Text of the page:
Atlantic City Blues.  Jeffrey Chiesa, a former New Jersey Attorney General, U.S. Senator, and, now, Governor Chris Christie’s designee to run the state takeover of Atlantic City, yesterday introduced himself at a City Council meeting and took questions from city taxpayers and residents. He provided, however, in this first public meeting no details on plans to address either the city’s fiscal plight—or its interim governance. He reported the State of New Jersey does not yet have a plan to address the city’s $100 million budget hole, much less to pay down the Atlantic City’s $500 million debt, noting: “It has been two weeks…My plan is to do what I think is necessary to create a structural financial situation that works not for six months, not for a year, but indefinitely so that this place can flourish in a way that it deserves to flourish.” He noted he and his law firm will be paid hourly for their work, albeit he did not report what that hourly rate will be—especially as the state retention agreement remains incomplete, albeit promising: “We’ll make sure that’s available once it’s been finalized.” Related to governance, he noted that—related to his state-granted authority to sell city assets, hire or fire workers or break union contracts, among other powers—he would listen to residents and stakeholders before making major decisions: “What this designation has done is consolidate authority, per the legislation, in the designee to make those decisions…That does not mean that I’m not listening. That does not mean I’m pretending I have all the answers without consulting with other people.” Describing the seaside city as a “jewel” and “truly unique,” he added that he understood concerns about an outsider overseeing the city: “I know that most of you don’t know who I am…All I can do is be judged by my actions and the decision that I make, and I hope you give me time to do that.” He did say that he would have to move swiftly to address immediate issues, likely referring to reaching agreements with casinos to make payments in lieu of property taxes, and then focusing on the city’s expenses—noting: “That timeframe is pretty compressed…So we will take the steps we need to take.”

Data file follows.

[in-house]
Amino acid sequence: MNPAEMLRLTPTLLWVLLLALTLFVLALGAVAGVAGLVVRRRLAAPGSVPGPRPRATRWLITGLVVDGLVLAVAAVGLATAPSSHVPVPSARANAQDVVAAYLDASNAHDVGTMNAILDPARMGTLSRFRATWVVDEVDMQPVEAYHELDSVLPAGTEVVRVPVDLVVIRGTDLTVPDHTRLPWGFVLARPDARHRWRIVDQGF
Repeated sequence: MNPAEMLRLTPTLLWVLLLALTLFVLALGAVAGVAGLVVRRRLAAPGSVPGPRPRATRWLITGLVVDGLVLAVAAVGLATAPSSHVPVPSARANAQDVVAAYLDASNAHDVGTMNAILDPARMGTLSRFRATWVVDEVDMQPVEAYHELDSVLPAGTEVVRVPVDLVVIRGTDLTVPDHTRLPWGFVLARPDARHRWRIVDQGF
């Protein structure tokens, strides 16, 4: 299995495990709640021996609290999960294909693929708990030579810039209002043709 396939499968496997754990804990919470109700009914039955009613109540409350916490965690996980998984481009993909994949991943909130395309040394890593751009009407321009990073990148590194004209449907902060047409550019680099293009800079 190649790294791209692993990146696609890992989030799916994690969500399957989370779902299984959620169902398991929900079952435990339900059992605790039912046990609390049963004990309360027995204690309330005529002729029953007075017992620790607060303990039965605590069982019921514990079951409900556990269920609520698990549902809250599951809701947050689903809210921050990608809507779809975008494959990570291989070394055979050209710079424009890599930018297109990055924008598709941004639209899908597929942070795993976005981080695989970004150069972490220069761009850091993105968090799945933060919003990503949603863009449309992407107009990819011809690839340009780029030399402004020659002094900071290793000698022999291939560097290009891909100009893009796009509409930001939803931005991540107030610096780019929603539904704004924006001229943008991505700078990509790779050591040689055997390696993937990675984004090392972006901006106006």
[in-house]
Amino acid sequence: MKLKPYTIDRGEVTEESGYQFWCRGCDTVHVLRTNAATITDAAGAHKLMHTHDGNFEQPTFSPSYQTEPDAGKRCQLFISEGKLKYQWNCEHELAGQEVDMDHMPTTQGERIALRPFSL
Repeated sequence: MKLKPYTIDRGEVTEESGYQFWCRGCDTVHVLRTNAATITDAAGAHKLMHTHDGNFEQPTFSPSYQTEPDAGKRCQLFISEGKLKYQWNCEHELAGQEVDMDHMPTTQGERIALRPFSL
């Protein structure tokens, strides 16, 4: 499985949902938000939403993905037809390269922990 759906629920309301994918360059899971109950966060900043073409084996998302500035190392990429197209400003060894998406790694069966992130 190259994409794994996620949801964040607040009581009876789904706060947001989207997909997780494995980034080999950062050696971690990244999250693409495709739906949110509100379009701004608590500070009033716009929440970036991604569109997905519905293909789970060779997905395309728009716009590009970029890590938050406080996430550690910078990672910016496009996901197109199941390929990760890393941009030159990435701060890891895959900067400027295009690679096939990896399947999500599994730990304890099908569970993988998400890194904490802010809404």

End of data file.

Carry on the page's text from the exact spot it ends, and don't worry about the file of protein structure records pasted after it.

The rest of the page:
Fiscally Hard for Hartford. As we have recounted in the fiscally strapped municipality of Petersburg, Virginia, municipal fiscal insolvency cannot occur in a geographic vacuum: whether in Detroit—or as we note above today, in San Bernardino, fiscal insolvency has repercussions for adjacent municipalities. So too in Hartford, the Metropolitan District Commission (MDC) completed its planned $173 million municipal bond sale late last week, temporarily ending the controversy over a $5.5 million reserve fund. Under the provisions, that fund would be paid by seven of the eight MDC municipalities to cover the sewage fee for the second half of 2017 if the City of Hartford is unable to contribute its share, as it has indicated it will be unable to do. Ergo, it means that adjacent Windsor, the first English settlement in the state which abuts Hartford on its northern border, with a population of under 30,000 would contribute over $700,000, with East Hartford contributing about $900,000. The other group members in the metro region, Bloomfield, Newington, Rocky Hill, West Hartford, and Wethersfield, would pay the remaining $900,000, proportionately. One outcome of this watery alliance and experience is that the MDC will, when the state legislature convenes next February, propose two laws to avoid the necessity for a reserve fund in the future, with MDC Chairman William DiBella suggesting that the eight member municipalities be required to set aside as untouchable the percentage of their property taxes the cities and towns already know they will owe to the MDC for sewage services. (Currently, property taxes go into the municipalities’ general funds, and the cities extract the sewage fee when it is due, provided the funds are, in fact, available; however, like water at the tap, that has not always been the experience.) In effect, the consortium is recommending a selves-imposed budgeting municipal mandate, with Chairman DiBella noting: “Every town would have to do it. That way, one town can’t stiff us. You wouldn’t have to go out and borrow money or take charity and hope you get it back.” As the Chairman noted: “We never had a problem like this…Who thought a town would go bankrupt? With the proposed law, if a town were to go bankrupt, the sewage fund would be in a dedicated account and can’t be reached,” or touched in a bankruptcy proceeding. Another potential resolution would be to allow the MDC to borrow money over a long-term for operating expenses. The MDC would then be able to pay Hartford’s $5.5 million bill and look for a city reimbursement in other ways.